Sounds familiar. Last time I drove down, there was a grass fire that crossed all four lanes. People slowed but were not phased.
 

Jm_

sled dog's bollocks
Jan 14, 2002
12,853
4,718
AK
Hydrogen will be the shit once we have the infrastructure for it. All the power of a BEV with much lower weight and ‘normal’ refuelling but with much better range. It is the best of both worlds, again, once the infrastructure exists.

And don't forget, it'll be a shit-ton more expensive than electricity, no instant torque, no utilizing the grid overnight (increases efficiency), yay!
 

Changleen

Paranoid Member
Jan 9, 2004
11,297
779
Hypernormality
And don't forget, it'll be a shit-ton more expensive than electricity, no instant torque, no utilizing the grid overnight (increases efficiency), yay!
Nope, the hydrogen will be produced by dedicated green power and also under-utilised green (or not) power plants, so the grid efficiency will be high.
Yes it has instant torque, it is the same electric motors as any other EV, in fact it might be even boostier as you generally run a super capacitor between the cell and the motors.
Hydrogen is predicted to drop in price very fast over the next decade. When it’s a couple of bucks a kilo it’ll be in all the things.
 

HardtailHack

used an iron once
Jan 20, 2009
3,059
799
I got to play cars today, has been a long time between any non work based auto shenanigans.
A friend has a 40 series Troopy that can somehow draw over 100amps with everything on so I'm having a second go at fitting a 180 amp alternator, my boss was annoying the shit outta me when I was making the first one and I mis-measured the height which made it useless.
20210522_131554.jpg20210522_141526.jpg20210522_190519 (2).jpg
 

Toshi

Harbinger of Doom
Oct 23, 2001
31,438
3,744
yeah

Although China currently has the world's largest installed capacity of hydro, solar and wind power, its energy needs are so large that in 2019, renewable sources provided 26% of its electricity generation[8]—compared to 17% in the U.S.A.[9]—with most of the remainder provided by coal power plants.
so 74% coal powered. Like an EV in Wyoming if not offset!

/me has PV on the roof and the rest of the grid power is offset by solar RECs for whatever that's worth
 

dump

Turbo Monkey
Oct 12, 2001
6,501
1,554
Nope, the hydrogen will be produced by dedicated green power and also under-utilised green (or not) power plants, so the grid efficiency will be high.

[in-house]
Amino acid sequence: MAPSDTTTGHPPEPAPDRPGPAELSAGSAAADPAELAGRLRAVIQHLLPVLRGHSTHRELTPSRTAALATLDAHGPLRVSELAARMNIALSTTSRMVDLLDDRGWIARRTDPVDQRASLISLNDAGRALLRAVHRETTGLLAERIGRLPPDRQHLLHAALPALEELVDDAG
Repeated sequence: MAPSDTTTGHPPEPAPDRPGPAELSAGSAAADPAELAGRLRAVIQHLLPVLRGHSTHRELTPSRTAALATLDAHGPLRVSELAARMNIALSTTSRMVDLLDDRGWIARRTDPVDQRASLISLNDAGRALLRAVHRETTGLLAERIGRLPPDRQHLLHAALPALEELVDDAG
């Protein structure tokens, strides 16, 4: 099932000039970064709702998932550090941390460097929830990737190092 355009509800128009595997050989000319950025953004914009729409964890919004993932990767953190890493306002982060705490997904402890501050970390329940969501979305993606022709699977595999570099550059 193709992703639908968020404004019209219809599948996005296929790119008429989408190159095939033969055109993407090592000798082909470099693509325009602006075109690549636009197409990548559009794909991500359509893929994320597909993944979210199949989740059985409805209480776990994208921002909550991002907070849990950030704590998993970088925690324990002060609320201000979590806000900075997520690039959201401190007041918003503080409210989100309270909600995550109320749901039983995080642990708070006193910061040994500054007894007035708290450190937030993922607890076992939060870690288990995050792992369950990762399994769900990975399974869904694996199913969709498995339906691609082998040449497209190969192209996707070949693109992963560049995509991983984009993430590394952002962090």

Yes it has instant torque, it is the same electric motors as any other EV, in fact it might be even boostier as you generally run a super capacitor between the cell and the motors.
Hydrogen is predicted to drop in price very fast over the next decade. When it’s a couple of bucks a kilo it’ll be in all the things.
I don’t know much about hydrogen, so I read the Wikipedia page. This doesn’t sound good. What am I missing?

A few other companies, like BMW, are still exploring hydrogen cars, while e.g. VW has expressed that the technology has no future in the automotive space, mainly because a fuel cell electric vehicle consumes about three times more energy than a battery electric car for each mile driven. As of December 2020, there were 31,225 passenger FCEVS powered with hydrogen on the world's roads.[3]

As of 2019, 98% of hydrogen is produced by steam methane reforming, which emits carbon dioxide.[4] It can be produced by thermochemical or pyrolytic means using renewable feedstocks, but the processes are currently expensive.[5] Various technologies are being developed that aim to deliver costs low enough, and quantities great enough, to compete with hydrogen production using natural gas.[6] The drawbacks of hydrogen use are high carbon emissions intensity when produced from natural gas, capital cost burden, low energy content per unit volume at ambient conditions, production and compression of hydrogen, the investment required in filling stations to dispense hydrogen, transportation of hydrogen to filling stations and lack of ability to produce or dispense hydrogen at home.[7][8][9]